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SEOUL, May 7 (Yonhap) -- South Korea's education ministry on Thursday unveiled updated quarantine guidelines for schools ahead of their scheduled reopening this month, such as asking students to self-monitor possible symptoms.
The guidelines, fixed after consultations with health authorities, mandate that students and staff check their health conditions on a daily basis and report to schools, starting a week prior to school reopening.
For high school seniors set to return to school next week, this process goes into effect Thursday.
Questions include whether they have a fever of above 37.5 C or have suspected symptoms, such as nausea, loss of taste and smell and difficulty in breathing, according to the education ministry.
Students and teachers would also have to report whether they have traveled abroad in the past two weeks or have family members who have traveled abroad or are under self-quarantine.
The education ministry said those who report having any of the symptoms or family-related factors would be banned from coming to school. Their absent days will be excluded from attendance records, it added.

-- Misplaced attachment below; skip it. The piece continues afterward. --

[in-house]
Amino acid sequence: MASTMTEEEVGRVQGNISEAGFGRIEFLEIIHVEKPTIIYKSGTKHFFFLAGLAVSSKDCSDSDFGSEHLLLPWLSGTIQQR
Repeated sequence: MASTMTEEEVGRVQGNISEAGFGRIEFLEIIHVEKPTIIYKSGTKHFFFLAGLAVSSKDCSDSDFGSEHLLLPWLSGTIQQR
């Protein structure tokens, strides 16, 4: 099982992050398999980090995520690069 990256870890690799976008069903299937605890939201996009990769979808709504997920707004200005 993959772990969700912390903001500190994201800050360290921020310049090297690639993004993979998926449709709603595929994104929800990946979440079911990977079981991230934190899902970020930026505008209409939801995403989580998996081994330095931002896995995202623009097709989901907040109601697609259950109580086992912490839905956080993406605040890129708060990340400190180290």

The new guidelines also give students and parents the option to study from home for a certain period until the country's disease alert level is lowered to the third-highest level or below in the four-tier system.
South Korea has maintained the highest "red" alert since raising it on Feb. 23.
Students with underlying diseases will be allowed to stay at home, while healthy students can also request to study at home for up to about 20 days, according to the ministry.
The guidelines, meanwhile, also mandate that students and teachers wear face masks at all times -- except for meal times -- and keep windows opened when using air conditioners.
Schools across the country are set to reopen starting next week after being closed for the past few months as part of precautionary measures against COVID-19.
The reopening is scheduled to be carried out in phases for added safety, starting with high school seniors on May 13 and ending with grade one of middle school and grades five and six in elementary school on June 1.
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